The Headmasters House. A house called The Grove used as headmaster's house of Mill Hill School. This is a white weather boarded house which is Timber-framed built round a brick chimney and perhaps 16th. It was remodelled in 1912 as a home for four schoolmasters. Originally part of the Ridgeway House Estate It is one of the oldest houses in Mill Hill. It was the home of the Haley family who built the Quaker Meeting House. In the late 17th it ewes was used as a shop and bought by the Mill Hill School in 1907
War memorial - Gate of Honour for Mill Hill School by Colcutt’s partner, Stanley Hamp. Dating from 1920 in Portland stone a classical gate placed at   the centre of the main school building. Iron gates with bronze roundels and an inscription ‘Gate of Honour’ and: PIIS PATRIAE SERVATORIBUS SERVAT IMEMORES DDD.
Rosebank and Rosebank Cottage. This is a 17th Timber-framed building with White weatherboarding which continues as a black weatherboard barn. It was used as a Quaker Meeting House, 1678 - 1719. Later used as a farm.
Lodge to the Priory by T. E. Collcutt  built in 1875, for J. Smith.
The Priory. The original building on this site was built in 1754 and belonged to Hutton Perkins. It has been called the Clock House. In 1930 it was acquiredby St Vincent’s for the older sisters of the order in need of nursing care.
Kingsland. ‘Modern’ house built 1970
The Bungalow. 1930s cottage orne.
Church – belongs to the Brotherhood of the Cross and Star. The building is the bethel of the Universal Spiritual School of Practical Christianity - a Christian group which originated in Nigeria in 1964. This was Ridgeway Wesleyan Methodist church which had begun in the late 1880s, when a temporary Wesleyan mission was opened here. In 1893 the current brick chapel was built. by Sin & Adkin of Bradford
The Mill Field. This is believed to be the site of the mill, which gave the village its name which was documented in 1321 but had disappeared by 1754.  It is now an area of nature conservation in a large open space which slopes steeply down from The Ridgeway. The lower slopes have grass and hedgerows marking the old field boundaries, scattered trees, and thistles. There is a pond from which a small stream rises and there are many wild flowers ad butterflies. The upper part of the field is managed as a park and has a football pitch. From here there are good views across west London and it is said that from here on a clear day people with telescopes can pick out Hindhead, 40 miles away.
Angel Pond. This may be the place of the original village centre, near a long gone pub called The Angel.

Shakespeare Road
In 1878 the Birkbeck Freehold Land Society divided the land into roads, named after famous poets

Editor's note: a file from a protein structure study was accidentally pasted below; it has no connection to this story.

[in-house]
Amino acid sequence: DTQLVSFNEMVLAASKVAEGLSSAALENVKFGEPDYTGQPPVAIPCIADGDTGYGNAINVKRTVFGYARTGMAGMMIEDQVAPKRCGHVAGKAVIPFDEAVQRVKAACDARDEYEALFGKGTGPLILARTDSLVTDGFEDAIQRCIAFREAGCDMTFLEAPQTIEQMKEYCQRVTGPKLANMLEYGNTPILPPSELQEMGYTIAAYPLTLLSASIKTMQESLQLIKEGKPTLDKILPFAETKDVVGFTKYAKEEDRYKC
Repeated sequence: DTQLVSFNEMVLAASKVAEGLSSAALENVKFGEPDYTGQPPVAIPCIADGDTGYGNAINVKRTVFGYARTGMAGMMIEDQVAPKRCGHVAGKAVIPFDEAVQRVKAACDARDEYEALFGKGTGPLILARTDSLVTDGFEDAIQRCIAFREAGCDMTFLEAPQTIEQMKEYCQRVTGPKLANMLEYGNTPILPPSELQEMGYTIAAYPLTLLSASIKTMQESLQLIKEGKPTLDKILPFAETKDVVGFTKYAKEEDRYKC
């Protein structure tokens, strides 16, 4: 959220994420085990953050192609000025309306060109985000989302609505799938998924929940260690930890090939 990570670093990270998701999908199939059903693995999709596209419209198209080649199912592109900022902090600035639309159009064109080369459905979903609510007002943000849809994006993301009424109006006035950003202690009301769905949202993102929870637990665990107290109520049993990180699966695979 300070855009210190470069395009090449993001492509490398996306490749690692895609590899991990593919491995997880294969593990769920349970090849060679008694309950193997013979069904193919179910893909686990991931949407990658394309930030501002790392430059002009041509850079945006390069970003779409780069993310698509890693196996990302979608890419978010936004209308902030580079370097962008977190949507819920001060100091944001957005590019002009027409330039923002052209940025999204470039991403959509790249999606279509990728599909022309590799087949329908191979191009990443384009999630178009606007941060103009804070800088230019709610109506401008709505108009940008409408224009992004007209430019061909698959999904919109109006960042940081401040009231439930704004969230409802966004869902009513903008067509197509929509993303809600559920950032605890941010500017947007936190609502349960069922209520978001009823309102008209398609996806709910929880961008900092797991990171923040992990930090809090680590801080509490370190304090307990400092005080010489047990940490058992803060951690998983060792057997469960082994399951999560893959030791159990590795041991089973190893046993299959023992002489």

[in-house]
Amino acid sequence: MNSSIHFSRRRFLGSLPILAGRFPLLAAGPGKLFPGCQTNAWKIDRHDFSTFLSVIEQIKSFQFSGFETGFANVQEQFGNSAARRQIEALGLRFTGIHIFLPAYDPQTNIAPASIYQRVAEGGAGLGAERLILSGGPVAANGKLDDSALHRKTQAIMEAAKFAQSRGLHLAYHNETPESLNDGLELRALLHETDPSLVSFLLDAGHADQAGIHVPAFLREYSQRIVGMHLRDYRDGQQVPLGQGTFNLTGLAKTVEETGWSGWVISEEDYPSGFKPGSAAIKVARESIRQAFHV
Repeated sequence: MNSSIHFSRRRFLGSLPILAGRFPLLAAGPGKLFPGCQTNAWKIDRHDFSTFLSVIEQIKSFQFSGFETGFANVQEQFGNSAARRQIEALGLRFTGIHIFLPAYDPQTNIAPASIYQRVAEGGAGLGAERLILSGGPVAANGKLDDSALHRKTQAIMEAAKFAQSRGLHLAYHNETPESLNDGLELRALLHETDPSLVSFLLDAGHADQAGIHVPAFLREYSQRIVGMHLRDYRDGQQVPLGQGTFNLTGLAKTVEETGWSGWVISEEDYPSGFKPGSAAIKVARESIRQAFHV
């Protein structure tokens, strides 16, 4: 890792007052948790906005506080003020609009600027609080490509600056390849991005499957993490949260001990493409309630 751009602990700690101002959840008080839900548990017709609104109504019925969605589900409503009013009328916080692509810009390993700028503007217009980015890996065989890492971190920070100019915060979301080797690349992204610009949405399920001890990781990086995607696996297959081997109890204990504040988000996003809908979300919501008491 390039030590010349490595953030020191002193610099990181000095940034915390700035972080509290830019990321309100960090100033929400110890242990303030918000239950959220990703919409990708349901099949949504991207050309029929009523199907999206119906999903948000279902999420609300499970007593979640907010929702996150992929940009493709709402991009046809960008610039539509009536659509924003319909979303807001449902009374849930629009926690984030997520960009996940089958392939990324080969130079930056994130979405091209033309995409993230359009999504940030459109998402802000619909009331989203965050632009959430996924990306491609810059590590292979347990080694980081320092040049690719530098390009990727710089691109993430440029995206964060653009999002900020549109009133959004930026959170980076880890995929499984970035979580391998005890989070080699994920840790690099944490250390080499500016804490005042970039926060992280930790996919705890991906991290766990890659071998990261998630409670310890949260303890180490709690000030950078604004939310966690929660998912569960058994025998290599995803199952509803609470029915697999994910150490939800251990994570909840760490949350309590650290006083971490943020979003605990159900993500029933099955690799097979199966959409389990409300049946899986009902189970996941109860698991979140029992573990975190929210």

Tennyson Road
In 1878 the Birkbeck Freehold Land Society divided the land into roads, named after famous poets

Wills Grove
This private road largely consists of Mill Hill School boarding houses and associated buildings. Named for W H Wills, of the tobacco firm W. D. & H.O. Wills, subsequently Imperial Tobacco Company. Who donated money to the school used for land and other purchases
The Lodge. Built 1900.
Atkinson House. Named after the first Headmaster, the Reverend J Atkinson
Burton Bank House . One of the school boarding houses built in 1935, architect Stanley Hamp. Named to commemorate its original position on Burton Hole Lane
Cedars House .Named in honour of the cedars planted by Peter Collinson
Collinson House.  Boarding house built 1903 by T E Colcutt and named after the 18th botanist.
Cricket Pavilion with white weatherboarding.
Park Lodge with white weatherboarding.
McClure House.  Named after Sir John McClure, Headmaster at the turn of the 20th century
Murray House. Named in honour of teacher and originator of the Oxford English Dictionary
Priestley House. Named after Headmaster Thomas Priestley
Ridgeway House. Boarding house of 1911, architect T E Colcutt, named after the school’s original house.
School House. Named after Tite's main building
St Bees.. This was once the Headmaster’s House, built 1896, architect F Wills
Weymouth House. Named after Headmaster Dr. R Weymouth
Winterstoke House.  Pre-prep School. This was once a vicarage now with a large wing behind.  Named after tobacco merchant Wills but renamed as Grimsdell Pre-preparatory School in 1995.
School Park and playing fields.  These were purchased, mainly with assistance from Lord Winterstoke,  including Farm Field, Cricket Field and Long Field. Top Field was terraced and levelled in 1902. The Gears Field, a name first noted in 1321 was levelled in 1906.  the Park sports field was created in 1925 to the designs of E. H. White, garden architect. the Memorial Field was levelled in the late 1940s.

Winterstoke Gardens
Small development of two storey properties in the Arts and Crafts tradition.

Wise Lane
Arrandene, a house with barge boarded gables much altered in the later 19th was probably built soon after 1800
Arradene Recreation Ground,  This was a group of fields  which were Farmed for hay in the 19the and acquired by the district council in 1929. There were twelve fields affected by patchy 'digging for victory' during the Second World War. The hedges contain many trees and the fields have grasses associated with old pasture.  

Sources
Aim. Archive web site
Aldous. Village London
English Heritage web site
London Borough of Barnet web site
London Encyclopaedia
London Gardens on line web site
Middlesex Churches
Pevsner and Cherry.  London North
Retail Trust web site
Stevenson, Middlesex
The Mill Field. Wikipedia web site
Walford. Village London.